Problem with cuda 7 toolkit on centos 6.6

We purchased a tesla K80 and installed in a server running centos 6.6.

lspci | grep -i nvidia
44:00.0 3D controller: NVIDIA Corporation GK110BGL [Tesla K80] (rev a1)
45:00.0 3D controller: NVIDIA Corporation GK110BGL [Tesla K80] (rev a1)

uname -m && cat /etc/*release
CentOS release 6.6 (Final)

I installed the driver using the wizard from here:

This installed driver verson 346.59:

modinfo /lib/modules/2.6.32-504.16.2.el6.x86_64/kernel/drivers/video/nvidia.ko
filename: /lib/modules/2.6.32-504.16.2.el6.x86_64/kernel/drivers/video/nvidia.ko
alias: char-major-195-*
version: 346.59
supported: external
license: NVIDIA
alias: pci:v000010DEd00000E00svsdbc04sc80i00*
alias: pci:v000010DEd00000AA3svsdbc0Bsc40i00*
alias: pci:v000010DEdsvsdbc03sc02i00
alias: pci:v000010DEdsvsdbc03sc00i00
depends: i2c-core
vermagic: 2.6.32-504.16.2.el6.x86_64 SMP mod_unload modversions
parm: NVreg_Mobile:int
parm: NVreg_ResmanDebugLevel:int
parm: NVreg_RmLogonRC:int
parm: NVreg_ModifyDeviceFiles:int
parm: NVreg_DeviceFileUID:int
parm: NVreg_DeviceFileGID:int
parm: NVreg_DeviceFileMode:int
parm: NVreg_RemapLimit:int
parm: NVreg_UpdateMemoryTypes:int
parm: NVreg_InitializeSystemMemoryAllocations:int
parm: NVreg_UsePageAttributeTable:int
parm: NVreg_MapRegistersEarly:int
parm: NVreg_RegisterForACPIEvents:int
parm: NVreg_CheckPCIConfigSpace:int
parm: NVreg_EnablePCIeGen3:int
parm: NVreg_EnableMSI:int
parm: NVreg_MemoryPoolSize:int
parm: NVreg_RegistryDwords:charp
parm: NVreg_RmMsg:charp
parm: NVreg_AssignGpus:charp

I then installed the cuda toolkit using instructions from:

I chose the centos package release as recommended. This installed:

[root@genuse32 yum.repos.d]# rpm -qa | grep cuda

I compiled all the sample scripts successfully as well. However, trying to run deviceQuery resulted in:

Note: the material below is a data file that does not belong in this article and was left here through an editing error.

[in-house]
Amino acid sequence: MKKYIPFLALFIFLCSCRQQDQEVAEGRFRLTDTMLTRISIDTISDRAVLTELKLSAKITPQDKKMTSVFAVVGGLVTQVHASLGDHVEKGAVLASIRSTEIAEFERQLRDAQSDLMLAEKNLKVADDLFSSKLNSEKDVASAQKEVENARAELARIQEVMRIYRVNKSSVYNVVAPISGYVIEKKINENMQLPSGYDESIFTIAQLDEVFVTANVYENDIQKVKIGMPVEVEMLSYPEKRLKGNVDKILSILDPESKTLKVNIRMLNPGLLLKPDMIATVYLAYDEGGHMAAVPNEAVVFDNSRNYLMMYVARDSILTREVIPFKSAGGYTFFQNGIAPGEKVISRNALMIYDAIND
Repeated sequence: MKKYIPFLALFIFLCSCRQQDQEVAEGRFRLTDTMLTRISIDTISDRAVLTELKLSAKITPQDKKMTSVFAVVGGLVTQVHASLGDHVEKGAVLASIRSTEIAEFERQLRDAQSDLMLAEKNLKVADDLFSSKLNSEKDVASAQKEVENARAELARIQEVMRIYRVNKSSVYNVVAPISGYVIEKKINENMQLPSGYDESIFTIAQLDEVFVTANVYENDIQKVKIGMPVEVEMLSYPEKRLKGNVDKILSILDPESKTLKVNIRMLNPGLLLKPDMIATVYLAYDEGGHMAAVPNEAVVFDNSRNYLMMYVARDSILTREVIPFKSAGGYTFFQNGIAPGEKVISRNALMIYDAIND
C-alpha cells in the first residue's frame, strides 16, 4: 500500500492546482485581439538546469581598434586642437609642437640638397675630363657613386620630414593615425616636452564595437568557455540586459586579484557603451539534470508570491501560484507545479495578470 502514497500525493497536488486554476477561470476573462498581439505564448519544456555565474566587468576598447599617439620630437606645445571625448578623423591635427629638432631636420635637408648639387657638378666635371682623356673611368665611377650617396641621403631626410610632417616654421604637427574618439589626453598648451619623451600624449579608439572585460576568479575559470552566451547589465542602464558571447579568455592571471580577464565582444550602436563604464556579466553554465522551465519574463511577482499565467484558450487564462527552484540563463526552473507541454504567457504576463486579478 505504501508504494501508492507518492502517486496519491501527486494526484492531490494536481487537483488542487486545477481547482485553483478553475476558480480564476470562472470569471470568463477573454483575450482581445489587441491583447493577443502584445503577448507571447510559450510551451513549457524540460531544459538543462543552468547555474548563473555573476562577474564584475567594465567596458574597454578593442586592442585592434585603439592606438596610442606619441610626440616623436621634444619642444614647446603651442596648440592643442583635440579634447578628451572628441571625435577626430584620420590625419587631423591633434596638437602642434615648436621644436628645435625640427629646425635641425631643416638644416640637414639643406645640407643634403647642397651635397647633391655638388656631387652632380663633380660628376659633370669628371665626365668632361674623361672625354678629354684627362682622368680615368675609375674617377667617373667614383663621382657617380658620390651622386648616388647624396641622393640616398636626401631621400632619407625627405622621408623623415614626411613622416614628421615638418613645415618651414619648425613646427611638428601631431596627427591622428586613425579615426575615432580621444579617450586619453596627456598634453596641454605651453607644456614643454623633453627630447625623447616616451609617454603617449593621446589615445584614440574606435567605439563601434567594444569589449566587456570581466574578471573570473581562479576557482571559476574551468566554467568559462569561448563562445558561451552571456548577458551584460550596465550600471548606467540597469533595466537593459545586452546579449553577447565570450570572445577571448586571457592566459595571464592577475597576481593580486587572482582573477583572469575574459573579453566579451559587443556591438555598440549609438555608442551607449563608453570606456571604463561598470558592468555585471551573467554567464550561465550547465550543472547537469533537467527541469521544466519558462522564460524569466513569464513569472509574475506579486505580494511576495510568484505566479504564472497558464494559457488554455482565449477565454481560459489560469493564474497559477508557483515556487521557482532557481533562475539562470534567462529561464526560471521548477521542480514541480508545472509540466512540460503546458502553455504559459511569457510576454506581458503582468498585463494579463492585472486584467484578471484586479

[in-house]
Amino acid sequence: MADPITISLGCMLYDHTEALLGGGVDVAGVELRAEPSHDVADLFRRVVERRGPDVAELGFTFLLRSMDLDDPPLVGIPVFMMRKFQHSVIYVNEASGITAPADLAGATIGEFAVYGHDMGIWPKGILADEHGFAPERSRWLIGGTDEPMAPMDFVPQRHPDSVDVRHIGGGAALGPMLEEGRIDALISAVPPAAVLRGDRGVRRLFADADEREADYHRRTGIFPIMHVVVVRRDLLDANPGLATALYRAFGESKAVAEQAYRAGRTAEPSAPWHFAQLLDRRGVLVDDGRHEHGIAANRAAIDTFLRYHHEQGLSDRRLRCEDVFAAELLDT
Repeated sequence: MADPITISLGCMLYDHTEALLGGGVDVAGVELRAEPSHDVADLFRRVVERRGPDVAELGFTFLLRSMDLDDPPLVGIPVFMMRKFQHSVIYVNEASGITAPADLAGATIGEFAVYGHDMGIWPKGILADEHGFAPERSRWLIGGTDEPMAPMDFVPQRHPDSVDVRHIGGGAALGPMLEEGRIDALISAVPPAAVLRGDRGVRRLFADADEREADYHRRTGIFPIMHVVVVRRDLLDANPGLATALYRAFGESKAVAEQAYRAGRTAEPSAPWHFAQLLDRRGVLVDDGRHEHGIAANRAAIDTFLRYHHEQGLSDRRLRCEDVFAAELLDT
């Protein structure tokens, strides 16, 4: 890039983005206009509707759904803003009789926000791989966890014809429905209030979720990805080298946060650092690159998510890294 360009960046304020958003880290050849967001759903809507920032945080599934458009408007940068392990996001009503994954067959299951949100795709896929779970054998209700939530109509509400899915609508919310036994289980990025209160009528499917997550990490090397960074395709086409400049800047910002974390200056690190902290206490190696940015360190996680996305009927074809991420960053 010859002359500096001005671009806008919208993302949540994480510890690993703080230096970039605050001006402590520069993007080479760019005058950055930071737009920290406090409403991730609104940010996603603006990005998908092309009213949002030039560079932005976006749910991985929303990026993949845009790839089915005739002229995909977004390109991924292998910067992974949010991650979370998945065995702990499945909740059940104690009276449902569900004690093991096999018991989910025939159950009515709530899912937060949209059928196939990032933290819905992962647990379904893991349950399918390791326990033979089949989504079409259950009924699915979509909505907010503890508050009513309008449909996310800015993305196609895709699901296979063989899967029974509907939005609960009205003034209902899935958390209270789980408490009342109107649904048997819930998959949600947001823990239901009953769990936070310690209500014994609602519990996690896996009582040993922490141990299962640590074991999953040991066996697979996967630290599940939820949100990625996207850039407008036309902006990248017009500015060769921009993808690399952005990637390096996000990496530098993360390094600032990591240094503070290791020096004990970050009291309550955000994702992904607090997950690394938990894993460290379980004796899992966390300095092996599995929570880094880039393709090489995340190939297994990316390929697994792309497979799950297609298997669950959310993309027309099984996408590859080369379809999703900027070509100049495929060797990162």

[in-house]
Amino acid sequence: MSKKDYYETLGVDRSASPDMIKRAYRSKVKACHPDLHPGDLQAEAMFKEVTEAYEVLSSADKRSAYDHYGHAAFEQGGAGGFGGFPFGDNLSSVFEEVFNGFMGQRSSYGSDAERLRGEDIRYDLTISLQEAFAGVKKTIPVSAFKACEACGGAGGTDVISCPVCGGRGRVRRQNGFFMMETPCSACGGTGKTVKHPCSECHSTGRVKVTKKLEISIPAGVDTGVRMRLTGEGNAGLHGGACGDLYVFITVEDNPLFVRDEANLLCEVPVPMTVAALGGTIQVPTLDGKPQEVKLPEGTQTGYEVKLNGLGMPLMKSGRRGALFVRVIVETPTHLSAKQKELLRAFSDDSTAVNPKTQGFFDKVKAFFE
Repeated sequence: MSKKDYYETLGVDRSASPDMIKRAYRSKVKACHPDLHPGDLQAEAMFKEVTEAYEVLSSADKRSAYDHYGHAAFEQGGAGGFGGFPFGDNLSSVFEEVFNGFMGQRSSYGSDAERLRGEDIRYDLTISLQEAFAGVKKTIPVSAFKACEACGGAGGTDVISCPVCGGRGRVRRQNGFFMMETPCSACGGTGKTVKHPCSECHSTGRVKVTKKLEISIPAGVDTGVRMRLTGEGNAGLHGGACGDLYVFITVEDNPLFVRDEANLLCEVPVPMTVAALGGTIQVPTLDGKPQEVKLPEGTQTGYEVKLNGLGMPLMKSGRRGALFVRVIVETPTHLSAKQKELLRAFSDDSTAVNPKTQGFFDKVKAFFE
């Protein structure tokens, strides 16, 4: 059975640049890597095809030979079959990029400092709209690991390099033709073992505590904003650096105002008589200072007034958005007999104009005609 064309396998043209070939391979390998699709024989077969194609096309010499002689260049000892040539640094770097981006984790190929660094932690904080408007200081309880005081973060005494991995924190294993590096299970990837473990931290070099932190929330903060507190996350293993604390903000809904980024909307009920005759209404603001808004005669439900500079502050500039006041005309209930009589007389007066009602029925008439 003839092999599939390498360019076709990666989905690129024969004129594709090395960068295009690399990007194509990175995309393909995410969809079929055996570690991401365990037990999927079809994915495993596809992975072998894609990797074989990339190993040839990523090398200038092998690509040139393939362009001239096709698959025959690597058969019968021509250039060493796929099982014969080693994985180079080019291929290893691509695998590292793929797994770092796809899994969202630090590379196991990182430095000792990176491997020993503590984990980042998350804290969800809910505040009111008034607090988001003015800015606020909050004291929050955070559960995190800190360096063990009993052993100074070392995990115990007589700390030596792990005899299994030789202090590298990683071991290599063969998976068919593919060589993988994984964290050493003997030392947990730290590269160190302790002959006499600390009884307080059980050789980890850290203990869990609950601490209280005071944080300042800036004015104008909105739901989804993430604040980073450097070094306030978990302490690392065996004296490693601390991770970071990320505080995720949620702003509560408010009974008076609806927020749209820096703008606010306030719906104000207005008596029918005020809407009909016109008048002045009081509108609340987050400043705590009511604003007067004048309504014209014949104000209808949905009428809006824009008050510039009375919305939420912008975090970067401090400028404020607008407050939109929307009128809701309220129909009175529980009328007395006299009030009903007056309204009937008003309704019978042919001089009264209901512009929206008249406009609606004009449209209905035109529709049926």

/usr/local/cuda/samples/NVIDIA_CUDA-7.0_Samples/bin/x86_64/linux/release/deviceQuery Starting…

CUDA Device Query (Runtime API) version (CUDART static linking)

cudaGetDeviceCount returned 38
-> no CUDA-capable device is detected
Result = FAIL

Running nvidia-smi results in:

Failed to initialize NVML: GPU access blocked by the operating system

Searching google all I have been able to find with any real value was a ubuntu thread from 2013 that indicated the kernel module installed is too new for the toolkit installed. It did not have a solution. Any help would be greatly appreciated!

It was probably unwise to install the driver using a runfile installer and then switch to the package manager method for other components. It’s possible that as you pulled in those other components, they pulled in driver components:


that are incompatible with the 346.59 driver you installed.

If you’re going to use a runfile installer, I’d suggest starting over, and just using the cuda toolkit runfile installer. It will install a suitable driver along with the cuda toolkit.

You may need to reload the OS first, or do a good job of purging old nvidia components.

recap: either use only package manager method, or use only runfile installer methods.

mixing the two can be troublesome. This is referenced in the doc you indicated:

Thanks txbob. I didn’t do the runtime installer, I installed the gpu driver from the site. I thought I had to do this so it was addressable from the OS, I did not realize the cuda toolkit installed a driver of it’s own. This was my mistake. The bizarre thing as I worked through it yesterday though was deleting the nvidia.ko from the kernel /lib/* and rebooting didn’t do the trick. It was still unaddressable. I accidentally resolved it by running and upgrade on the machine and got lucky that there just happened to be a new kernel available. After rebooting into the new kernel everything just magically worked and it only had the .46 driver that I needed. Thanks!

The GPU driver also has a runfile installer. When you access the driver download site that you linked, the only thing available there are runfile installers (for linux). So if you installed the driver from that site, you used a runfile installer “method”

The package manager method is accomplished without using that driver download site, and instead uses package commands such as yum or apt-get appropriate for whatever linux distro you have.

And apart from all that, the CUDA toolkit comes in both runfile installer formats and package manager methods/formats.

If you use a CUDA toolkit runfile installer, buried inside that CUDA toolkit runfile installer is a runfile installer for the driver (that happens to be bundled with the CUDA toolkit).

So I believe a clash occurred between your runfile installation method of the GPU driver with the package manager method you used to install the toolkit (which also brought driver components with it.)